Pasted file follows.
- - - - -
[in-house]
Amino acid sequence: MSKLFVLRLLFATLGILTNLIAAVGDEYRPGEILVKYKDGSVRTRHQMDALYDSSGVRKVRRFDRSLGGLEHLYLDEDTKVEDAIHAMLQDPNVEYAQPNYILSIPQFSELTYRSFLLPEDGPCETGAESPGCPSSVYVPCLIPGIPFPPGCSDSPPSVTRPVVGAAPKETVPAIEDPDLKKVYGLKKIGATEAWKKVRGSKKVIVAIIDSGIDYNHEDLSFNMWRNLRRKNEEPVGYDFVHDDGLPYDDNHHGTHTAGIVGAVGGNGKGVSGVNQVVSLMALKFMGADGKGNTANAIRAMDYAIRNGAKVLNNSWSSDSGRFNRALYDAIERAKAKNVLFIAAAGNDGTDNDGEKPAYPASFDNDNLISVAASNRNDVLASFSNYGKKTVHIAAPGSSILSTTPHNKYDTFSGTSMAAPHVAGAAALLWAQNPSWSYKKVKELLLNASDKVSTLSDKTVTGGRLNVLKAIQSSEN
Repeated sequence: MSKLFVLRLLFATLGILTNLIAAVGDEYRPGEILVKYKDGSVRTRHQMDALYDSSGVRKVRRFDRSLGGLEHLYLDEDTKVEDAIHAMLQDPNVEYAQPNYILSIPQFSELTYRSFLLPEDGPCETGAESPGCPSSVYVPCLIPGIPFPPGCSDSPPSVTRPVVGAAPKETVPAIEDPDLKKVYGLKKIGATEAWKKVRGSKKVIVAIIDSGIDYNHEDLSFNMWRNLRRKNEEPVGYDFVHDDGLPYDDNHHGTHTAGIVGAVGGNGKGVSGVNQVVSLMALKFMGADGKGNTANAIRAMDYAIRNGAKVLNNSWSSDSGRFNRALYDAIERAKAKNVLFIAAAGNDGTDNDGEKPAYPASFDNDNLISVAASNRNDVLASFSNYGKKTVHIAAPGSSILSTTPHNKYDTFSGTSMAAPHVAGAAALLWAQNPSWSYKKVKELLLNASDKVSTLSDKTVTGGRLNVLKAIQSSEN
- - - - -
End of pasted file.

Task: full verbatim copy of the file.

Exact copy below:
[in-house]
Amino acid sequence: MSKLFVLRLLFATLGILTNLIAAVGDEYRPGEILVKYKDGSVRTRHQMDALYDSSGVRKVRRFDRSLGGLEHLYLDEDTKVEDAIHAMLQDPNVEYAQPNYILSIPQFSELTYRSFLLPEDGPCETGAESPGCPSSVYVPCLIPGIPFPPGCSDSPPSVTRPVVGAAPKETVPAIEDPDLKKVYGLKKIGATEAWKKVRGSKKVIVAIIDSGIDYNHEDLSFNMWRNLRRKNEEPVGYDFVHDDGLPYDDNHHGTHTAGIVGAVGGNGKGVSGVNQVVSLMALKFMGADGKGNTANAIRAMDYAIRNGAKVLNNSWSSDSGRFNRALYDAIERAKAKNVLFIAAAGNDGTDNDGEKPAYPASFDNDNLISVAASNRNDVLASFSNYGKKTVHIAAPGSSILSTTPHNKYDTFSGTSMAAPHVAGAAALLWAQNPSWSYKKVKELLLNASDKVSTLSDKTVTGGRLNVLKAIQSSEN
Repeated sequence: MSKLFVLRLLFATLGILTNLIAAVGDEYRPGEILVKYKDGSVRTRHQMDALYDSSGVRKVRRFDRSLGGLEHLYLDEDTKVEDAIHAMLQDPNVEYAQPNYILSIPQFSELTYRSFLLPEDGPCETGAESPGCPSSVYVPCLIPGIPFPPGCSDSPPSVTRPVVGAAPKETVPAIEDPDLKKVYGLKKIGATEAWKKVRGSKKVIVAIIDSGIDYNHEDLSFNMWRNLRRKNEEPVGYDFVHDDGLPYDDNHHGTHTAGIVGAVGGNGKGVSGVNQVVSLMALKFMGADGKGNTANAIRAMDYAIRNGAKVLNNSWSSDSGRFNRALYDAIERAKAKNVLFIAAAGNDGTDNDGEKPAYPASFDNDNLISVAASNRNDVLASFSNYGKKTVHIAAPGSSILSTTPHNKYDTFSGTSMAAPHVAGAAALLWAQNPSWSYKKVKELLLNASDKVSTLSDKTVTGGRLNVLKAIQSSEN